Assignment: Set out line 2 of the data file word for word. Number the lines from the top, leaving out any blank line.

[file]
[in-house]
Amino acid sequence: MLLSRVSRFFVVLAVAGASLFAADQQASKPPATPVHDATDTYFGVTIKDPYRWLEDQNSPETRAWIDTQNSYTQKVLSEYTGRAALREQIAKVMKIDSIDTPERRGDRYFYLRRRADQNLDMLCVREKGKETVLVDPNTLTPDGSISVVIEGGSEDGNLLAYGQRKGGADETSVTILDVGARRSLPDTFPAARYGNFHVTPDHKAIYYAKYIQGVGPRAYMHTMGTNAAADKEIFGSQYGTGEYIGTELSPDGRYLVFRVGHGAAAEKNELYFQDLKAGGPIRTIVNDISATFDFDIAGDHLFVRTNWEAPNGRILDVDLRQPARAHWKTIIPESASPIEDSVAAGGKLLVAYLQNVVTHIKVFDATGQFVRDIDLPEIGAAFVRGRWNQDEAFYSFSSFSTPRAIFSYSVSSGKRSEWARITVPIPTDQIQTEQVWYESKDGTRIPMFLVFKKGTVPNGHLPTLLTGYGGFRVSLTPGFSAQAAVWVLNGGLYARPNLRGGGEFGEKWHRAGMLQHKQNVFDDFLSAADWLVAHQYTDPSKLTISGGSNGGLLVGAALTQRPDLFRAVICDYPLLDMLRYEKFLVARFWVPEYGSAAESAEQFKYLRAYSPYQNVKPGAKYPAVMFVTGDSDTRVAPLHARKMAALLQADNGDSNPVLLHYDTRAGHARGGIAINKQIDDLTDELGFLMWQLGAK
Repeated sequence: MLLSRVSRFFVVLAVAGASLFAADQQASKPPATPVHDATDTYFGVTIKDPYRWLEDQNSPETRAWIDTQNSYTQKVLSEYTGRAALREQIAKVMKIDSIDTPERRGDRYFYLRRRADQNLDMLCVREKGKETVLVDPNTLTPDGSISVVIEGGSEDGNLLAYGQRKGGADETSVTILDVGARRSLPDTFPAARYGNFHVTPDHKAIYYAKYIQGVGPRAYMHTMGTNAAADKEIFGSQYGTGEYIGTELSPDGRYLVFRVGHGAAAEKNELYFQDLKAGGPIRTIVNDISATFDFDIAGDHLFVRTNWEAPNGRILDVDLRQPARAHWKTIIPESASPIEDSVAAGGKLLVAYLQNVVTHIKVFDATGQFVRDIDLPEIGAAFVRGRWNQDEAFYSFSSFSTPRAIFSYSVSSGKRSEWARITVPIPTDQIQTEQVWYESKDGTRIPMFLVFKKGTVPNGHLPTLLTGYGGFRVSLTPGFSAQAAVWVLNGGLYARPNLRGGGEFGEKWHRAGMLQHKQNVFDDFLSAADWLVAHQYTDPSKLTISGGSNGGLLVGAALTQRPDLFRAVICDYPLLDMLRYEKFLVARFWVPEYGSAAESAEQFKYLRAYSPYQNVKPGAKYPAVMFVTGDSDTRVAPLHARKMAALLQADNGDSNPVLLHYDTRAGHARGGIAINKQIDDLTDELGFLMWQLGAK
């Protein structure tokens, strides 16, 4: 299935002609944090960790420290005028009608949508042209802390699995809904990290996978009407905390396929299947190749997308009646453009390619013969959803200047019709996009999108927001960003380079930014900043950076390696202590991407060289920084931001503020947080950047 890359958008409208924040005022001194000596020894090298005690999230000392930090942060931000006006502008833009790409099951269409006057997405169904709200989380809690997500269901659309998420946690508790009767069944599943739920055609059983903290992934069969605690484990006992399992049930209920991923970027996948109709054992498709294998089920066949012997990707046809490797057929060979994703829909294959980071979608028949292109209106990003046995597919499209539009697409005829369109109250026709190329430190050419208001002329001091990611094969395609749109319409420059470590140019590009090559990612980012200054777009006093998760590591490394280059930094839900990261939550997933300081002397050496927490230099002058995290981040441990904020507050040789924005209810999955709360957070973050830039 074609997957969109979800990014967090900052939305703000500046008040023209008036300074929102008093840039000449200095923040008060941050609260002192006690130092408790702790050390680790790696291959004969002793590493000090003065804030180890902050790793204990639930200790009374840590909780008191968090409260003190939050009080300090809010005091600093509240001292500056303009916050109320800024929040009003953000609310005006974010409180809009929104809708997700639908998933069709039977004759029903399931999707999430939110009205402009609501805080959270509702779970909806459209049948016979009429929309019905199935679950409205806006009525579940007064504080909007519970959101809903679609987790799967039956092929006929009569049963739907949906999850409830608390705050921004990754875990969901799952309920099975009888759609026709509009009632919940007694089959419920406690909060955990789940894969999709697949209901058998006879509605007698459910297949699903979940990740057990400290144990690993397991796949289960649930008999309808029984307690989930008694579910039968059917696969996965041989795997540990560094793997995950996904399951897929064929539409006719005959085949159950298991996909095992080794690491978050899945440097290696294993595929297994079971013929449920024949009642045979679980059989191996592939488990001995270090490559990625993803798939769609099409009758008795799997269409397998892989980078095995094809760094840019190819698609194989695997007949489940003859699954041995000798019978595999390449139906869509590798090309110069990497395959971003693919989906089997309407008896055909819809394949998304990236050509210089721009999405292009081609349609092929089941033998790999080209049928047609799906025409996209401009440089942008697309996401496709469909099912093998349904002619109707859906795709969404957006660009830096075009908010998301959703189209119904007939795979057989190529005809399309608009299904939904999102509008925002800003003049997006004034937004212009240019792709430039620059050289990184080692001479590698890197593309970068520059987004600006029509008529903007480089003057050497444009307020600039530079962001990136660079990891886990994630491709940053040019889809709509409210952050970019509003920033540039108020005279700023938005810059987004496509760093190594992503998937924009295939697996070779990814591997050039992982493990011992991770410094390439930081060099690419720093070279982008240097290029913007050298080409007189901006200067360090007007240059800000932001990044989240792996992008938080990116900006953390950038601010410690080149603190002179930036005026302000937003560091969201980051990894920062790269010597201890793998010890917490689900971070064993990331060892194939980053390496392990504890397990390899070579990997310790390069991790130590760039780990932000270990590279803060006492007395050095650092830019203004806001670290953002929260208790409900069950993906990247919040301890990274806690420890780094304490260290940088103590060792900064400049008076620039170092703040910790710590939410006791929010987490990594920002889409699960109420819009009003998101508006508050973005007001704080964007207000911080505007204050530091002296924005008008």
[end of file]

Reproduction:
Amino acid sequence: MLLSRVSRFFVVLAVAGASLFAADQQASKPPATPVHDATDTYFGVTIKDPYRWLEDQNSPETRAWIDTQNSYTQKVLSEYTGRAALREQIAKVMKIDSIDTPERRGDRYFYLRRRADQNLDMLCVREKGKETVLVDPNTLTPDGSISVVIEGGSEDGNLLAYGQRKGGADETSVTILDVGARRSLPDTFPAARYGNFHVTPDHKAIYYAKYIQGVGPRAYMHTMGTNAAADKEIFGSQYGTGEYIGTELSPDGRYLVFRVGHGAAAEKNELYFQDLKAGGPIRTIVNDISATFDFDIAGDHLFVRTNWEAPNGRILDVDLRQPARAHWKTIIPESASPIEDSVAAGGKLLVAYLQNVVTHIKVFDATGQFVRDIDLPEIGAAFVRGRWNQDEAFYSFSSFSTPRAIFSYSVSSGKRSEWARITVPIPTDQIQTEQVWYESKDGTRIPMFLVFKKGTVPNGHLPTLLTGYGGFRVSLTPGFSAQAAVWVLNGGLYARPNLRGGGEFGEKWHRAGMLQHKQNVFDDFLSAADWLVAHQYTDPSKLTISGGSNGGLLVGAALTQRPDLFRAVICDYPLLDMLRYEKFLVARFWVPEYGSAAESAEQFKYLRAYSPYQNVKPGAKYPAVMFVTGDSDTRVAPLHARKMAALLQADNGDSNPVLLHYDTRAGHARGGIAINKQIDDLTDELGFLMWQLGAK